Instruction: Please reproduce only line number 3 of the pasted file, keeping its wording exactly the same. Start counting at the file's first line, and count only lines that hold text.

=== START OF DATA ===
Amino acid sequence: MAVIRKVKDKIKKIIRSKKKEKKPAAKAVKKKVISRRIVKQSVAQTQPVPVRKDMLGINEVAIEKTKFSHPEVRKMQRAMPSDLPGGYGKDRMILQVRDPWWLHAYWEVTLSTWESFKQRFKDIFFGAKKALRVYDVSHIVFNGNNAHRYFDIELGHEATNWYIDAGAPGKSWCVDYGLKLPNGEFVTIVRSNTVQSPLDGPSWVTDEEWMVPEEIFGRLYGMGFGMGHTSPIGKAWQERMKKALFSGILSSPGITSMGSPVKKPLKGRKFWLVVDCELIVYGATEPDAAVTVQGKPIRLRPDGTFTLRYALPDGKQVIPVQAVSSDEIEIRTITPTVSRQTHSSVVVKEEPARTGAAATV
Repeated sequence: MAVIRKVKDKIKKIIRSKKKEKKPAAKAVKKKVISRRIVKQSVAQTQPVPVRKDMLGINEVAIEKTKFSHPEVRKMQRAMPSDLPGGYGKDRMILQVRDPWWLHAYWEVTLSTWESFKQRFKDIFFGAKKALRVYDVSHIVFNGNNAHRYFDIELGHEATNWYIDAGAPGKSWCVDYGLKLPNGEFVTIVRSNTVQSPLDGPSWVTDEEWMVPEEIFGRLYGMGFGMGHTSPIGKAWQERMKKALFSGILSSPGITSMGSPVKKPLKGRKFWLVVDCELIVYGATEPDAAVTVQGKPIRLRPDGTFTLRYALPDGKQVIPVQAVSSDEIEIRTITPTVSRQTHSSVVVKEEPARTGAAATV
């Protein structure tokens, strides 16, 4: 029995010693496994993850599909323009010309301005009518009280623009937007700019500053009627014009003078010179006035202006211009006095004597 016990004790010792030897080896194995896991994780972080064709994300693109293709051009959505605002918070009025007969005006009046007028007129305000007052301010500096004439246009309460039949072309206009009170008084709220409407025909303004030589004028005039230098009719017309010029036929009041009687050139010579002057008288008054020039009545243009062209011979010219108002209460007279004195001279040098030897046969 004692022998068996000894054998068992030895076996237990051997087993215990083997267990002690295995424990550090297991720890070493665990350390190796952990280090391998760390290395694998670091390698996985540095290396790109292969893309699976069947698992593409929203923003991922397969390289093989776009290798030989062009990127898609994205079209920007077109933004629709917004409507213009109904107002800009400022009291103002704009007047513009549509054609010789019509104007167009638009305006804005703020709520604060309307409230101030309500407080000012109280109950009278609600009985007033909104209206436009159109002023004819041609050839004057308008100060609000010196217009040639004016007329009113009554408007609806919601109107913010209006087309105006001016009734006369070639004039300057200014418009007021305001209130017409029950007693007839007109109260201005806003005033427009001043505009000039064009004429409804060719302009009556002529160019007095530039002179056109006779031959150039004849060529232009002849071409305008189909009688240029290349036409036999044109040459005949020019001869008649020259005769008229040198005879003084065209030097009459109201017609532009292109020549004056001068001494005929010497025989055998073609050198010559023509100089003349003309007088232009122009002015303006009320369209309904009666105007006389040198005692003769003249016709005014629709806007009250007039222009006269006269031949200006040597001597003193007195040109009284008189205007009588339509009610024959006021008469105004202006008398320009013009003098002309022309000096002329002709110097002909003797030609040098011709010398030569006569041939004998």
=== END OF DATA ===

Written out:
């Protein structure tokens, strides 16, 4: 029995010693496994993850599909323009010309301005009518009280623009937007700019500053009627014009003078010179006035202006211009006095004597 016990004790010792030897080896194995896991994780972080064709994300693109293709051009959505605002918070009025007969005006009046007028007129305000007052301010500096004439246009309460039949072309206009009170008084709220409407025909303004030589004028005039230098009719017309010029036929009041009687050139010579002057008288008054020039009545243009062209011979010219108002209460007279004195001279040098030897046969 004692022998068996000894054998068992030895076996237990051997087993215990083997267990002690295995424990550090297991720890070493665990350390190796952990280090391998760390290395694998670091390698996985540095290396790109292969893309699976069947698992593409929203923003991922397969390289093989776009290798030989062009990127898609994205079209920007077109933004629709917004409507213009109904107002800009400022009291103002704009007047513009549509054609010789019509104007167009638009305006804005703020709520604060309307409230101030309500407080000012109280109950009278609600009985007033909104209206436009159109002023004819041609050839004057308008100060609000010196217009040639004016007329009113009554408007609806919601109107913010209006087309105006001016009734006369070639004039300057200014418009007021305001209130017409029950007693007839007109109260201005806003005033427009001043505009000039064009004429409804060719302009009556002529160019007095530039002179056109006779031959150039004849060529232009002849071409305008189909009688240029290349036409036999044109040459005949020019001869008649020259005769008229040198005879003084065209030097009459109201017609532009292109020549004056001068001494005929010497025989055998073609050198010559023509100089003349003309007088232009122009002015303006009320369209309904009666105007006389040198005692003769003249016709005014629709806007009250007039222009006269006269031949200006040597001597003193007195040109009284008189205007009588339509009610024959006021008469105004202006008398320009013009003098002309022309000096002329002709110097002909003797030609040098011709010398030569006569041939004998």